After a busy summer season at Halley, our travel home was delayed due to sea ice around the Brunt and Stancomb Wills – which prevented the RRS Ernest Shackleton from making it in for it’s second call. After investigating the options BAS decided to fly everyone out of Halley to Rothera, which is further North (making ship access much easier) and has a gravel runway (making it possible to operate a greater range of aircraft) – putting us somewhere that they have more options to get us home.
I am pleased to have had the opportunity to visit Rothera, having heard much about it – particularly because two of my wintering team had wintered there before and others had visited for summer seasons or travelled through on their way to Halley this year. It is surprising how different the two stations are.
Rothera’s most noticeable features are it’s runway and the rock it is built on. During the winter months it does get a covering of snow, but arriving towards the end of their summer means the ground resembles a quarry – which in some ways it is, as the runway was built by blasting the rock the station is now built on. It is quite strange coming from the pristine white of the Brunt Ice Shelf to the dusty setting of Rothera; but, it is probably a good halfway-house to the UK! The temperatures were generally around 0°C during my visit, which meant one didn’t have to don extra layers for moving around outside (although they were advisable for longer durations, especially if not moving much.) Having had a few days there, we were able to see most of the sights – a walk around the Point, visiting the Bonner and the Dutch marine biology labs, a tour of the upper atmospheric experiments (some the same as ones at Halley) and a trip up to Rothera’s ‘show crevasse’.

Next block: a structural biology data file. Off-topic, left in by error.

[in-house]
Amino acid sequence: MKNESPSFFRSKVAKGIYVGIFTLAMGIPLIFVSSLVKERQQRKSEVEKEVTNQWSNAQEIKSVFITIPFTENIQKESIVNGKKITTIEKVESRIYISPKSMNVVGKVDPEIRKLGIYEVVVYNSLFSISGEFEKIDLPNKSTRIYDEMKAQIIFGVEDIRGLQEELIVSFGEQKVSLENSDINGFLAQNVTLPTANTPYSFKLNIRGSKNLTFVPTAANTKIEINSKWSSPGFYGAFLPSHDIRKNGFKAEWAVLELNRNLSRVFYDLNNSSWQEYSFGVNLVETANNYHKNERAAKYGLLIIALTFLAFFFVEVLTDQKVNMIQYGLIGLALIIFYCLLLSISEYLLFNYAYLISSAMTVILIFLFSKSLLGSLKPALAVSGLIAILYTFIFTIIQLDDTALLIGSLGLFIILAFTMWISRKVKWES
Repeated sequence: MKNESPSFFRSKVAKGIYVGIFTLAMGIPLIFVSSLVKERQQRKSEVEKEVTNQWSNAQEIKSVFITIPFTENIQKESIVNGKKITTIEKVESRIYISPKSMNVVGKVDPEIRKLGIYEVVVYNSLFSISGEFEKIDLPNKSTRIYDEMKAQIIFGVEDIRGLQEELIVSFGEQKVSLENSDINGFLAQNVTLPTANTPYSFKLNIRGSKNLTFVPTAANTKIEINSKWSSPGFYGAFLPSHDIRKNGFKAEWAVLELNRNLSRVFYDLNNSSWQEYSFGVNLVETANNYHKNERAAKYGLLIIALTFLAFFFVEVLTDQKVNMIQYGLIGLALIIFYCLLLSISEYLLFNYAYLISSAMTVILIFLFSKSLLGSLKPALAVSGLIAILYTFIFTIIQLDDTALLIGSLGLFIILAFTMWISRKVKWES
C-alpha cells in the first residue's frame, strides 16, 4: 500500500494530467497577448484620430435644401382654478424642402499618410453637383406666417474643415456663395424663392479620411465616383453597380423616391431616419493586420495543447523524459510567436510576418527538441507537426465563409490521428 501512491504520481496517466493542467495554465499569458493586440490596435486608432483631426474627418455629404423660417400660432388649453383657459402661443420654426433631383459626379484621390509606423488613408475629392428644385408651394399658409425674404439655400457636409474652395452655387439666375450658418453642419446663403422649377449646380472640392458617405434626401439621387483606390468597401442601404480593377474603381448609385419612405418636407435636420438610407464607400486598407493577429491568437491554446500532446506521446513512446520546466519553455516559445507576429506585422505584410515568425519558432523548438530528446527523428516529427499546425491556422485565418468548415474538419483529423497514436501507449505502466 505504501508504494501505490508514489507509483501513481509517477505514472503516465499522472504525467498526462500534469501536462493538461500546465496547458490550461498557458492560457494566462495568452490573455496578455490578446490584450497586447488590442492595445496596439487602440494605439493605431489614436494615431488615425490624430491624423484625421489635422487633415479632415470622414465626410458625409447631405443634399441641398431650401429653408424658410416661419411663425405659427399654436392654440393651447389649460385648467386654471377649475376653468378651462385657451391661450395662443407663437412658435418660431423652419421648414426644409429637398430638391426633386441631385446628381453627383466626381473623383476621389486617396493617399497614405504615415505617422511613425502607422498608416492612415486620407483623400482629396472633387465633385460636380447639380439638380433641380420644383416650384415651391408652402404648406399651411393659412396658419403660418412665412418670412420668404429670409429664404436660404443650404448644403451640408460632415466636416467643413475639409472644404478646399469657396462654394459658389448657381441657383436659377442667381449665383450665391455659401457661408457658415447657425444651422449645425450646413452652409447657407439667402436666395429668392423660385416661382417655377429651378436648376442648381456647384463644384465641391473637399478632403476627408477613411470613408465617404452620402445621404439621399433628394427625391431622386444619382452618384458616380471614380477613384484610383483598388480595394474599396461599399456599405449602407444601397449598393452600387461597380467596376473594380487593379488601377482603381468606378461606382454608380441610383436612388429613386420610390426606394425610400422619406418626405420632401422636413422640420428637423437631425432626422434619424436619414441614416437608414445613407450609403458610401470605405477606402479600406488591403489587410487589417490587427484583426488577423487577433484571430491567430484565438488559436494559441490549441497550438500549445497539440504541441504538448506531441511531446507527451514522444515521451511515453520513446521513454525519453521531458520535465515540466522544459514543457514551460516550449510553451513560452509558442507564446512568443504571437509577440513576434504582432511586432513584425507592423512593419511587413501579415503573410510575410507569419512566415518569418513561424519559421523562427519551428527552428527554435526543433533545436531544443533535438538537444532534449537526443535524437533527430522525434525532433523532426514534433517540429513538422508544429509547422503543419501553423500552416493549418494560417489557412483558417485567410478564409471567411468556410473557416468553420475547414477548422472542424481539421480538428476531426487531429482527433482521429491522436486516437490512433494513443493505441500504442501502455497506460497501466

On Friday evening a barbecue was held at the wharf, alongside HMS Protector which will be taking most of the Halley group North. In true British style, we were not deterred by the wind and snow which also came along for the evening!